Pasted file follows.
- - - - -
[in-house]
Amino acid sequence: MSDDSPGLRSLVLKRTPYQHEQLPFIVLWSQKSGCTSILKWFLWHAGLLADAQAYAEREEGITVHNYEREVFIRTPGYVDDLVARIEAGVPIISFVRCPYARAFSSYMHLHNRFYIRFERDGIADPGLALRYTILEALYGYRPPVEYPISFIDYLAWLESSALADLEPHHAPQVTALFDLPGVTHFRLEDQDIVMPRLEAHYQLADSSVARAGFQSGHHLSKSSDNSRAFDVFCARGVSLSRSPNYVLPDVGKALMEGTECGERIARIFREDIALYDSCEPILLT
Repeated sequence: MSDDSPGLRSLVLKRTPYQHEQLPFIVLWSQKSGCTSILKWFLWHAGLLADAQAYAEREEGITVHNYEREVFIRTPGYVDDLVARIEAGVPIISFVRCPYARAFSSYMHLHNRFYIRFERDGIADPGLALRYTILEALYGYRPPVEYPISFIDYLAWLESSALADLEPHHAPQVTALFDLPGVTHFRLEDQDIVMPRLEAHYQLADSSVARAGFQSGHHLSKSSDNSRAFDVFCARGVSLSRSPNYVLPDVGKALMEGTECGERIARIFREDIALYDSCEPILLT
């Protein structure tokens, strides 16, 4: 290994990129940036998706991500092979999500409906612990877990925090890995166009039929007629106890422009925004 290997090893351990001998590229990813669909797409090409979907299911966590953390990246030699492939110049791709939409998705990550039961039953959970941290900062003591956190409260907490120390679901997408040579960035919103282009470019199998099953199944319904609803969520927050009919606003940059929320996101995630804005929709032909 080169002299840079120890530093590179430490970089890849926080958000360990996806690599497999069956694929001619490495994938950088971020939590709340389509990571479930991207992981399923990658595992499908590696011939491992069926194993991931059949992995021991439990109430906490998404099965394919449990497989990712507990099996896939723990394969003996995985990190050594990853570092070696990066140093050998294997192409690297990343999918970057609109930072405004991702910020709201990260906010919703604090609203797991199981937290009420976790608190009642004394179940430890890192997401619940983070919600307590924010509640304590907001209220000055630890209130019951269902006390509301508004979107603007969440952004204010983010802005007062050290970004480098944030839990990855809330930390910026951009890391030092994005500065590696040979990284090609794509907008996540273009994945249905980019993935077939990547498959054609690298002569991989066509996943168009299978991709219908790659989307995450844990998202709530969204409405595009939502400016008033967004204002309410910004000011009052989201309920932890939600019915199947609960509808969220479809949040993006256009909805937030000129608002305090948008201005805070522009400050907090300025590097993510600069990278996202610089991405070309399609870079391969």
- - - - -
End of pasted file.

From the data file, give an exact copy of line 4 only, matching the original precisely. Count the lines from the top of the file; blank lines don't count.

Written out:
């Protein structure tokens, strides 16, 4: 290994990129940036998706991500092979999500409906612990877990925090890995166009039929007629106890422009925004 290997090893351990001998590229990813669909797409090409979907299911966590953390990246030699492939110049791709939409998705990550039961039953959970941290900062003591956190409260907490120390679901997408040579960035919103282009470019199998099953199944319904609803969520927050009919606003940059929320996101995630804005929709032909 080169002299840079120890530093590179430490970089890849926080958000360990996806690599497999069956694929001619490495994938950088971020939590709340389509990571479930991207992981399923990658595992499908590696011939491992069926194993991931059949992995021991439990109430906490998404099965394919449990497989990712507990099996896939723990394969003996995985990190050594990853570092070696990066140093050998294997192409690297990343999918970057609109930072405004991702910020709201990260906010919703604090609203797991199981937290009420976790608190009642004394179940430890890192997401619940983070919600307590924010509640304590907001209220000055630890209130019951269902006390509301508004979107603007969440952004204010983010802005007062050290970004480098944030839990990855809330930390910026951009890391030092994005500065590696040979990284090609794509907008996540273009994945249905980019993935077939990547498959054609690298002569991989066509996943168009299978991709219908790659989307995450844990998202709530969204409405595009939502400016008033967004204002309410910004000011009052989201309920932890939600019915199947609960509808969220479809949040993006256009909805937030000129608002305090948008201005805070522009400050907090300025590097993510600069990278996202610089991405070309399609870079391969």